Who was Mary Fell Stevenson?
Enumclaw itself was homesteaded in 1879 by Frank and Mary Stevenson. In 1885, the Northern Pacific Railroad routed their transcontinental mainline through the site, accepting their offer of cleared, level land on which to build a siding, confident that the area would grow, the Stevenson's filed a plat. They built a hotel, and gave away lots for a saloon and a general store. At first the people called the town "Stevensonville" after the founders, but they soon refused the honor. One resident suggested "Enumclaw," which was the name of the strange sawed-off promontory north of town. The name's uniqueness gained favor with the locals.
Mary Fell Stevenson moved with her husband from California, and they were considered the "father" and "mother" of the town. Mary Fell was born in July 1852, emigrated to America from Canada in 1869. Through 1878, there were few settlers in the area and none of them were women. She was 27 years old when they filed their claim. Frank cut a path through the dense forest and built a cabin, crude and without windows. They later built a bigger one, but it had only one room. The Stevenson's had no children nor would there be any in the years to come. Mary recalled the homestead in the shadow of Mt. Rainier was "wild and woody land, full of mud, water and mosquitoes." Mary rode her horse along rough forest trails to a post office seven miles away. In 1885, the Northern Pacific Railroad accepted the Stevenson's gift of cleared, level land for a siding and routed its transcontinental railroad through their homestead. Through 1889-1891, they platted new additions and sold lots for homes and businesses.
As caring stewards of the community, they gave away additional building sites for the Catholic and Presbyterian Churches, a cemetery and a public school, as well as land for a lumber company.
Generosity and civic mindedness of Frank and Mary Stevenson gained them the title of Father and Mother of Enumclaw.
Mr. Stevenson was identified with the Independent Order of Odd Fellows, his only fraternal affiliation. Alert, energetic and purposeful, he utilized his opportunities to the best advantage and all that he possessed was won through his own unaided exertions.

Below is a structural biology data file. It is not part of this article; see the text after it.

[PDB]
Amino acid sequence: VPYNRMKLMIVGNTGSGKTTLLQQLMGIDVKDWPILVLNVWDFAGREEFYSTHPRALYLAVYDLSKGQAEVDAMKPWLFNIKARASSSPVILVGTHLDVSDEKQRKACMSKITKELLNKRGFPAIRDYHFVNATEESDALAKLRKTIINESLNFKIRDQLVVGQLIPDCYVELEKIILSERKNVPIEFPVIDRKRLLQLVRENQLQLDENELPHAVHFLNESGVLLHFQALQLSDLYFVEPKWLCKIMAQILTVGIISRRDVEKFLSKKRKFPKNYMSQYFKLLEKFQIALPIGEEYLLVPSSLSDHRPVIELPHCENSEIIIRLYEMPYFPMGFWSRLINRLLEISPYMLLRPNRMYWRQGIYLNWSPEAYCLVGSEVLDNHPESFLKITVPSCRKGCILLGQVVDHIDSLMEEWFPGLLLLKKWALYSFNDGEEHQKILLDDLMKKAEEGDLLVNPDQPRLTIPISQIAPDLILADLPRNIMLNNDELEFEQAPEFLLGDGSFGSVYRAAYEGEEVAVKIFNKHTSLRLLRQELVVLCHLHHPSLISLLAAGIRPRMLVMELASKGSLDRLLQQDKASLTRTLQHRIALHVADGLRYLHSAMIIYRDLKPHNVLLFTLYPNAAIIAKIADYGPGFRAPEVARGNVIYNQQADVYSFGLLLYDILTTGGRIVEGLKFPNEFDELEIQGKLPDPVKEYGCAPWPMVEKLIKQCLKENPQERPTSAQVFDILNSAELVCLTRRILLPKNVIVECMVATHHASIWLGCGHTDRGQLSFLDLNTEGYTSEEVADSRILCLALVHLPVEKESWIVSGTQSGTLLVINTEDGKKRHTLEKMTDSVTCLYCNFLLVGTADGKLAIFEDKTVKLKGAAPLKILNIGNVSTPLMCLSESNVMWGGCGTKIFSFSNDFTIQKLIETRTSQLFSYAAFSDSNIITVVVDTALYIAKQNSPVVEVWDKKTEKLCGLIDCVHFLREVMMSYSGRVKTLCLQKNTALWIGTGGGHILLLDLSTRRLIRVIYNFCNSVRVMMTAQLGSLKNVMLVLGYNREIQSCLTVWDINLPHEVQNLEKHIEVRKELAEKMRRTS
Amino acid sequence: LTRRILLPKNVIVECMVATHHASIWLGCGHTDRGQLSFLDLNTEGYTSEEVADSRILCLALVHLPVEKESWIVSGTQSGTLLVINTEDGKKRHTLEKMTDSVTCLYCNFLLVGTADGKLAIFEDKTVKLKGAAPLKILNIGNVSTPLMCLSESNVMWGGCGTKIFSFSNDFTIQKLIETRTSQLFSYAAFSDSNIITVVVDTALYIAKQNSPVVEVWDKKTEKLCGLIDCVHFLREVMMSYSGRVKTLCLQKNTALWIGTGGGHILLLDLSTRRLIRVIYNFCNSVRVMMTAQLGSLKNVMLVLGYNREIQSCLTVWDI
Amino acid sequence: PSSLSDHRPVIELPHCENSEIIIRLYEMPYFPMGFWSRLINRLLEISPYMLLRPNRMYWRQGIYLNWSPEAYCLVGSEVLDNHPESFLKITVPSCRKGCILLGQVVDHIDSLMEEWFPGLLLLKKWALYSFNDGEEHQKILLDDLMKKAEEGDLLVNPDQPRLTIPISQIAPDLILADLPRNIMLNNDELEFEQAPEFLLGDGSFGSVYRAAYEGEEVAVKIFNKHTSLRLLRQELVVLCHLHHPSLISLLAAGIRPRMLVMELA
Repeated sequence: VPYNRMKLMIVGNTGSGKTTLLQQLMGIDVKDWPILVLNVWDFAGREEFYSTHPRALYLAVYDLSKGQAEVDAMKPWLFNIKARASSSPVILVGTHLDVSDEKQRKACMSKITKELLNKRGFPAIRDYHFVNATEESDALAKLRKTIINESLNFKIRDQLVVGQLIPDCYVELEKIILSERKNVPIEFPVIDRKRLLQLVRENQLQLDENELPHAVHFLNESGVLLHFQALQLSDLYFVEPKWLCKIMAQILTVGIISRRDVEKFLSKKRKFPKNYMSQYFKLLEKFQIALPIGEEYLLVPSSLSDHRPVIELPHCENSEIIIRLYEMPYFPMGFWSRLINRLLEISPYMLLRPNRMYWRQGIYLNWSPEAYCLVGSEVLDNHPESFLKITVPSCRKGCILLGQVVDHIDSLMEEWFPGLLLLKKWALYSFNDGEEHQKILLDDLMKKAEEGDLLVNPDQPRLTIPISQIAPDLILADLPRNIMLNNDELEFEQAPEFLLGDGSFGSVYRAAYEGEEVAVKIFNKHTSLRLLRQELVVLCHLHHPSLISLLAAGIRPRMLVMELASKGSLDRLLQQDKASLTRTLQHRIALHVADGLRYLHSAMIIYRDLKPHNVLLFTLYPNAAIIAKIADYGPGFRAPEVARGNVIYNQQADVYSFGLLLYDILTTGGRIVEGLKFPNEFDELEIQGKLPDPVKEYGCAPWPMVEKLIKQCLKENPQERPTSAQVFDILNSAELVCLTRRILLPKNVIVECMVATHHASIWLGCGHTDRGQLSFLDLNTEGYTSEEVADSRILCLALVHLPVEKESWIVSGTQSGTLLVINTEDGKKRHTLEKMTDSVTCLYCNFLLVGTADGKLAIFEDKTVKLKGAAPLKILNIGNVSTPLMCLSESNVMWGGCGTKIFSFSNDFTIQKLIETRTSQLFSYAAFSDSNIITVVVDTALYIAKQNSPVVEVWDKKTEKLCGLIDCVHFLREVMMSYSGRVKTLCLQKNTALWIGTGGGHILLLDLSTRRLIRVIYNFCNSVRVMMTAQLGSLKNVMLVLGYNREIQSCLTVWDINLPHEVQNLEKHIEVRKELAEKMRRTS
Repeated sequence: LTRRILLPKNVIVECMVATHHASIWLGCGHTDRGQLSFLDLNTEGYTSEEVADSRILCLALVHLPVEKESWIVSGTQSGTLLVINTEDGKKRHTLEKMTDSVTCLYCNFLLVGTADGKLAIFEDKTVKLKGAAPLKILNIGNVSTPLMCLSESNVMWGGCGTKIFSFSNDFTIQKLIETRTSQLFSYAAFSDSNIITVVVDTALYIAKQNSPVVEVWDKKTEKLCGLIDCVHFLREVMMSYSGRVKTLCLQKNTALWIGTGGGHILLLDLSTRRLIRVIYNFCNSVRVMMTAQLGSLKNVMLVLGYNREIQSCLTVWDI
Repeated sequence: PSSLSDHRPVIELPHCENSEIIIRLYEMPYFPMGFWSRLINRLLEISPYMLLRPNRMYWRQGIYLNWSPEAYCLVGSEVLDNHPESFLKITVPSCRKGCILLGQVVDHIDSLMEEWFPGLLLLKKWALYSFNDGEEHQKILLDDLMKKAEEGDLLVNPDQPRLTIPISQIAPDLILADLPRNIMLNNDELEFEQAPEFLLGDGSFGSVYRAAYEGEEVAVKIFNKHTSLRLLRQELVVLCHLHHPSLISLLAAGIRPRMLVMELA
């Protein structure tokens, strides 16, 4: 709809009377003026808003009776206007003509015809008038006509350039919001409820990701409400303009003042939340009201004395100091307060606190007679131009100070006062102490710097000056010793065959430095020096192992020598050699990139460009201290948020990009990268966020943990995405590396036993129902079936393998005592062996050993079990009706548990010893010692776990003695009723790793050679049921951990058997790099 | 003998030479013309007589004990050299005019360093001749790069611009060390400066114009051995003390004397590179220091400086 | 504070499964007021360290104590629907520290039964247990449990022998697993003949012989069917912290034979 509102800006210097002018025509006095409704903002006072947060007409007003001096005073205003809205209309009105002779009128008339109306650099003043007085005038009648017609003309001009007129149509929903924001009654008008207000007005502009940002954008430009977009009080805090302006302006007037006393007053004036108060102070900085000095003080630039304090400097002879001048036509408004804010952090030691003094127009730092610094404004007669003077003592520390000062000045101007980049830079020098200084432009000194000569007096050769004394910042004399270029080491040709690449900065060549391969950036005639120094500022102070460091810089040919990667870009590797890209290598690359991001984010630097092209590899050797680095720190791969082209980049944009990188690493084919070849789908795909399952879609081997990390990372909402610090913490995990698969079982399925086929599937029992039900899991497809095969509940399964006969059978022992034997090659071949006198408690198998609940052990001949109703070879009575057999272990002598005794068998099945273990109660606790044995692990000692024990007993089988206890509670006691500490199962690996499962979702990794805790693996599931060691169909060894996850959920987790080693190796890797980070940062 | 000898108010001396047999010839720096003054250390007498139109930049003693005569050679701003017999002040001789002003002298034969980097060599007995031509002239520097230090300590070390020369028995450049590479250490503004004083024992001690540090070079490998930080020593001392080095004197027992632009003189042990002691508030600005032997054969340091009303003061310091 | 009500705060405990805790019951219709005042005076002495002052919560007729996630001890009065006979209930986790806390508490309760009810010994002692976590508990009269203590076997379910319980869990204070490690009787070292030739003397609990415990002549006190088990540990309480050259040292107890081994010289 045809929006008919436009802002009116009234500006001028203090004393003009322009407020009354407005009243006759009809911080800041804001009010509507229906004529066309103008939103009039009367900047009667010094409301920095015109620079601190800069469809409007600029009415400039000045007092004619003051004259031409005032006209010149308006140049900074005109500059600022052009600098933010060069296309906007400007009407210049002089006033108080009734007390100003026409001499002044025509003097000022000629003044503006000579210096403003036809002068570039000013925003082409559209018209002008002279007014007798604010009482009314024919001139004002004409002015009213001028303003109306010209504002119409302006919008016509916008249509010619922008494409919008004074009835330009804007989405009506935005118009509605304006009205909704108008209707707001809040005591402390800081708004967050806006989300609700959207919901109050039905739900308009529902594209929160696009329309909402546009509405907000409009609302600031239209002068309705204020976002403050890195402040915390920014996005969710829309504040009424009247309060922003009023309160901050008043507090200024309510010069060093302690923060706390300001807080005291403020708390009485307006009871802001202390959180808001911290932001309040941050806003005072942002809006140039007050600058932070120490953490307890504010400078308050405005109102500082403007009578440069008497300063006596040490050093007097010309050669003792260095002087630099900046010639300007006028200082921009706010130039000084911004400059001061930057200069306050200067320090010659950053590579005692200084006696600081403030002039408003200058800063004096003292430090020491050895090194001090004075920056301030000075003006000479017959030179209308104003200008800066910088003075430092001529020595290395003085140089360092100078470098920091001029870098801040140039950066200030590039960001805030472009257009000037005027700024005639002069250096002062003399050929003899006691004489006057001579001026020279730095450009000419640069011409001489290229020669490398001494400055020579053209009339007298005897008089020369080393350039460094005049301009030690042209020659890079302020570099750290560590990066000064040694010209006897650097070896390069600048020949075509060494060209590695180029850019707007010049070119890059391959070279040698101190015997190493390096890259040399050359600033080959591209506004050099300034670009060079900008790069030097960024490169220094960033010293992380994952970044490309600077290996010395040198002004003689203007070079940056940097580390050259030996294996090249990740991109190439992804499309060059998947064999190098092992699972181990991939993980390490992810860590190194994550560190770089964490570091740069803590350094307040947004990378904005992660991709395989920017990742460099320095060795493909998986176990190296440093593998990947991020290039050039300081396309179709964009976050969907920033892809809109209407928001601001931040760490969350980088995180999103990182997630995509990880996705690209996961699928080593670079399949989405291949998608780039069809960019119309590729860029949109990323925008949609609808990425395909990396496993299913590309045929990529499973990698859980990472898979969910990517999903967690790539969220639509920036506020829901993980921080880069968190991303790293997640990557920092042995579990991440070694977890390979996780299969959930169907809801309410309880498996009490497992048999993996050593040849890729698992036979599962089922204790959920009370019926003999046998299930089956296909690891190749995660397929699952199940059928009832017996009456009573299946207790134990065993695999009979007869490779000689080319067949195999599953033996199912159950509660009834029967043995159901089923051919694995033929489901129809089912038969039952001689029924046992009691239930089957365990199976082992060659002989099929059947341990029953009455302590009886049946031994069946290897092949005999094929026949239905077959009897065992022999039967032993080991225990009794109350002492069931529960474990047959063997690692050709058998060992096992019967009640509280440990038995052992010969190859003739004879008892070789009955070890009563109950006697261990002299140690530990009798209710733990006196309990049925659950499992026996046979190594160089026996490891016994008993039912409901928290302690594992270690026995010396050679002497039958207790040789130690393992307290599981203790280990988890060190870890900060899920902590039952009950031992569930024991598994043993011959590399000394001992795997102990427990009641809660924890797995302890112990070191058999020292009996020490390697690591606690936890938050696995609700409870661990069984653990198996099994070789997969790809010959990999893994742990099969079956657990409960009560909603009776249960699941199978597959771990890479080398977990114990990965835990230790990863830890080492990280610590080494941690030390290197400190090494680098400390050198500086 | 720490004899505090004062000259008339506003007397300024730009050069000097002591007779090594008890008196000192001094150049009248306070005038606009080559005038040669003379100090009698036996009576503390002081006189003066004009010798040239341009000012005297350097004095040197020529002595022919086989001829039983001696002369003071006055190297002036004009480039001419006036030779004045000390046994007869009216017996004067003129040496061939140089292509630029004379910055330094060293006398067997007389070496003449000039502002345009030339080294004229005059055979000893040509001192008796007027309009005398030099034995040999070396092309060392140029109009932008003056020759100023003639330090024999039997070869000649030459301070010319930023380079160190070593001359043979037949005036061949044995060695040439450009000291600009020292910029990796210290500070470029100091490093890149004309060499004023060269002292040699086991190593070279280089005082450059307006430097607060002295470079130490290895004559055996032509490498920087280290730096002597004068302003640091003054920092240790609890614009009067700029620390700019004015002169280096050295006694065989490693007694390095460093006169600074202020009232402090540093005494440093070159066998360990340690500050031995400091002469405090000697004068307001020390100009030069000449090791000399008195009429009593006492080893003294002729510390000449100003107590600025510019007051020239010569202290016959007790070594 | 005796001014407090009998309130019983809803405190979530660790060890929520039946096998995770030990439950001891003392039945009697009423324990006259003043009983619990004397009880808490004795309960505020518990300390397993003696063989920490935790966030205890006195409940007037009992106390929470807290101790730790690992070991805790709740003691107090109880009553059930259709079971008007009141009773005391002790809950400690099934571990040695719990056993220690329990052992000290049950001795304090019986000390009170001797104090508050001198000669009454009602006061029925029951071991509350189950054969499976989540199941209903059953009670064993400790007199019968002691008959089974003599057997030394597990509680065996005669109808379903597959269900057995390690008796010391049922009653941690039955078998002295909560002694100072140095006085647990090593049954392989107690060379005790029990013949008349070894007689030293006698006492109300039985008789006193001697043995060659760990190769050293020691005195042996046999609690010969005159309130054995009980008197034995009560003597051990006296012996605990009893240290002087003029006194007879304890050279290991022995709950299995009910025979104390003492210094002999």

She is described as a popular hostess, good humored, generous, witty, civic-minded, modest and personally interested in all aspects of the town’s growth.
He was honest, sincere, kind-hearted and public-spirited and these qualities won for him the high and enduring regard of all who were brought within the sphere of his influence.
Mary Stevenson was the spark that activated and complemented her husband’s honest and hard work.” “Her reputation as a good cook.” “She drove her fast horse and cart” at a “gay pace” “Her interest in all the aspects of the growth of the town ...enhanced Frank’s generous support of the institutions that would make it grow.”
“She was modest...resisting calling the town “Stevensonville.” “Together the Stevenson's set the standards and contributed immeasurable to the economic, educational, cultural and moral climate of Enumclaw.” After Frank’s death and her remarriage, “her
generosity extended past her death, when her old home was willed to the town for a library”—the site of the present day library.
Hall, Nancy Irene. In the Shadow of the Mountain: A Pioneer History of Enumclaw. The
Courier-Herald Publishing Co., Inc. Enumclaw, WA. 1983.
"First woman to the area which would later be called Enumclaw, when she remarried, everyone wished the best for their lady ‘founder’ of the town."
On Saturday, February 8, 2014, the 20 organizing members of Mary Fell Stevenson National Society of the Daughters of the American Revolution (DAR) met to complete their organizational procedure. The day coincided with NSDAR's National Board of Management in Washington, D.C.
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